A landmark agreement reached earlier this year between The Boeing Company and NASA to conduct RS-68 rocket engine testing at NASA's John C. Stennis Space Center (SSC), has now been followed by an agreement with Mason Technologies, Inc. to locate a rocket engine final assembly facility at the Mississippi Army Ammunition Plant at SSC.
This arrangement will enable Boeing to assemble and test the RS-68 rocket engines for the Boeing Delta IV family of vehicles in close proximity at SSC, thus enhancing the efficiency and cost-effectiveness of the Boeing commitment to deliver reliable, high-performance, low-cost launch vehicles to their customers.
The agreement with Mason Technologies was signed on the same day that the Air Force announced that Boeing had been awarded 19 of 28 launches under the new evolved expendable launch program in a relationship worth almost $1.9 billion.
The earlier, unprecedented arrangement with NASA under the Commercial Space Act calls for Boeing to test the new RS-68 rocket engine for Delta IV at the B-1 test stand at SSC. Boeing is investing $8 million in the upgrade of that test stand to make it a dual test position with leading-edge test capabilities.
Boeing also announced this week that the company had reached an additional agreement with NASA to test other propulsion hardware for Delta IV at SSC. Boeing will begin testing the common booster core for Delta IV at the B-2 test stand upon completion of upgrades to that facility. Boeing will invest $8 million in modifications to the B-2 test stand, scheduled to begin in June 1999.
The three agreements regarding Delta IV assembly and test activities represent a long-term and continuing commitment by Boeing to the region and to SSC as the leading propulsion test center of excellence in the United States.
"We have had a long and beneficial partnership with the men and women of NASA at Stennis and we are looking forward to this significant expansion in our activities here," said Byron Wood, vice president and general manager for the Rocketdyne Propulsion & Power segment of The Boeing Company. "It is appropriate that this community should play such a major role in our continuing efforts to be the global leader in rocket propulsion during a new era of commercial activity in space. The synergy between Boeing and NASA at Stennis will contribute to the low-cost, high-value of the Delta IV program."
The RS-68 assembly facility will include approximately 90,000 square feet of assembly, warehouse and office space to accommodate the program. Boeing will invest $11 million in improvements and equipment at the Army facility (bringing the total Boeing investment in improvements and upgrades for assembly at the facility and test stands to $27 million.) Initially, the assembly and test operations are expected to provide approximately 80 technical and manufacturing jobs. In addition, the refurbishing and upgrade work on the test stand and assembly facility will provide several new construction jobs. This new activity represents a long-term commitment to SSC that will preserve high-quality, high-tech space jobs in south Mississippi.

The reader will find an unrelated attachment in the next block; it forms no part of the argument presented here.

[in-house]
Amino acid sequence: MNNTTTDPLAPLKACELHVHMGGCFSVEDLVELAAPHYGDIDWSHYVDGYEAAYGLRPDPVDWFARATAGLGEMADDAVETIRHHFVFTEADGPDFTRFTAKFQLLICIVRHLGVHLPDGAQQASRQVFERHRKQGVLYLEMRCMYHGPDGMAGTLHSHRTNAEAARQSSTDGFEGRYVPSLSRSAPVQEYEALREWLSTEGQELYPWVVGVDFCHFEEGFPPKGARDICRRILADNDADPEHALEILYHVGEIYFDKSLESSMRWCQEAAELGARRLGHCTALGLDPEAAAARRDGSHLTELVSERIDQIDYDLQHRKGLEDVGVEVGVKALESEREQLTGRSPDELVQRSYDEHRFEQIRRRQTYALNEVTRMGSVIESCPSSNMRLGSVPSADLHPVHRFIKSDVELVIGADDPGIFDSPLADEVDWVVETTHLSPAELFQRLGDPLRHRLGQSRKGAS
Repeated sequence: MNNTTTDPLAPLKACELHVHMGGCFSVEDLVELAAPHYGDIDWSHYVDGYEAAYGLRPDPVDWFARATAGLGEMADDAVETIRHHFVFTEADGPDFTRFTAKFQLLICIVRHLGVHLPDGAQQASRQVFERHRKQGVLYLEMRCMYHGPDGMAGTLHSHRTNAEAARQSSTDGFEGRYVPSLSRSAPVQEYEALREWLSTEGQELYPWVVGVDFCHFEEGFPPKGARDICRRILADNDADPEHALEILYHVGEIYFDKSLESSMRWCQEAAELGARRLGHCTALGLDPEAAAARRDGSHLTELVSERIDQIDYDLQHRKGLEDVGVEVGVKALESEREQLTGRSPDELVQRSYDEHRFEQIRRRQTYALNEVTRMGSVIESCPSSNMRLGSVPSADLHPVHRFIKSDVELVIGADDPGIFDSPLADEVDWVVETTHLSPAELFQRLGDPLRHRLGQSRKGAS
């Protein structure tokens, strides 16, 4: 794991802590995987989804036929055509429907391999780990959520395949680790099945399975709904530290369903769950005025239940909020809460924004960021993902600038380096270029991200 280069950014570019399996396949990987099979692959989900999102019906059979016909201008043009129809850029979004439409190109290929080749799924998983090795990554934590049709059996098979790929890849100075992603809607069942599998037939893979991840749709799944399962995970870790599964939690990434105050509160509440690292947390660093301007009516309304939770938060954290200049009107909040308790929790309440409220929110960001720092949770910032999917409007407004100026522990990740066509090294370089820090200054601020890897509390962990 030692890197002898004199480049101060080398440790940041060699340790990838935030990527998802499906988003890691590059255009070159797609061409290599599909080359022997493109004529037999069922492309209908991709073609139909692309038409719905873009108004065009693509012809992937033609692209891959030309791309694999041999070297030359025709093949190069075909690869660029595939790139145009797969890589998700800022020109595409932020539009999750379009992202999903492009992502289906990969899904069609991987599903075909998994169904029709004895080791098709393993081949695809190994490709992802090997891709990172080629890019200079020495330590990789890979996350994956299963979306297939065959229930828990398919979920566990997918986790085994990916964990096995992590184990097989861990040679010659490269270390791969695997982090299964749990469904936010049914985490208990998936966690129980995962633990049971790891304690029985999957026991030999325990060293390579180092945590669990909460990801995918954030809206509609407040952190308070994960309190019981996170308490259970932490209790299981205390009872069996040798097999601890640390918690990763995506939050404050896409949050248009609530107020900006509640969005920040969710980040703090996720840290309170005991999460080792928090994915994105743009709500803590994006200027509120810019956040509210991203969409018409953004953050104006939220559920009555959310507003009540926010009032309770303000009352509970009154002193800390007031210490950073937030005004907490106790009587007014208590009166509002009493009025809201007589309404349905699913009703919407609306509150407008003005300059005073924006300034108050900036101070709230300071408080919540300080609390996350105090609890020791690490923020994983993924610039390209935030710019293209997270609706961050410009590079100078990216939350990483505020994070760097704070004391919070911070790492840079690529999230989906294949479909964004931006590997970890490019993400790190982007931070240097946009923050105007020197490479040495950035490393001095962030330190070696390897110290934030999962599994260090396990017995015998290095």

Initial occupancy of the assembly facility is planned for the summer of 1999 with the first engine to be assembled in September 1999.
The RS-68 engine, being developed by Boeing Rocketdyne in Canoga Park, Calif., will be the first large liquid-fueled rocket engine developed in the United States in a generation. The RS-68 -- remarkable for its reduced cost and cycle time -- is an important element in the development of the Boeing Delta IV family of launch vehicles in its bid to meet the growing demand for commercial and government satellite launches.
Boeing and Rocketdyne have a long-standing working relationship with SSC. The inaugural rocket engine tests at SSC were on engines produced by Rocketdyne for the Apollo program. Testing of the Space Shuttle Main Engines (SSME), produced by Boeing at Canoga Park, Calif., has been conducted at Stennis since 1975 and will continue. In addition, testing activities at Stennis have begun on the Rocketdyne XRS-2200 linear aerospike engine for the NASA X-33 reusable launch vehicle.
"In essence, Boeing hardware testing will use three of the four large engine test facilities at Stennis," said Wood.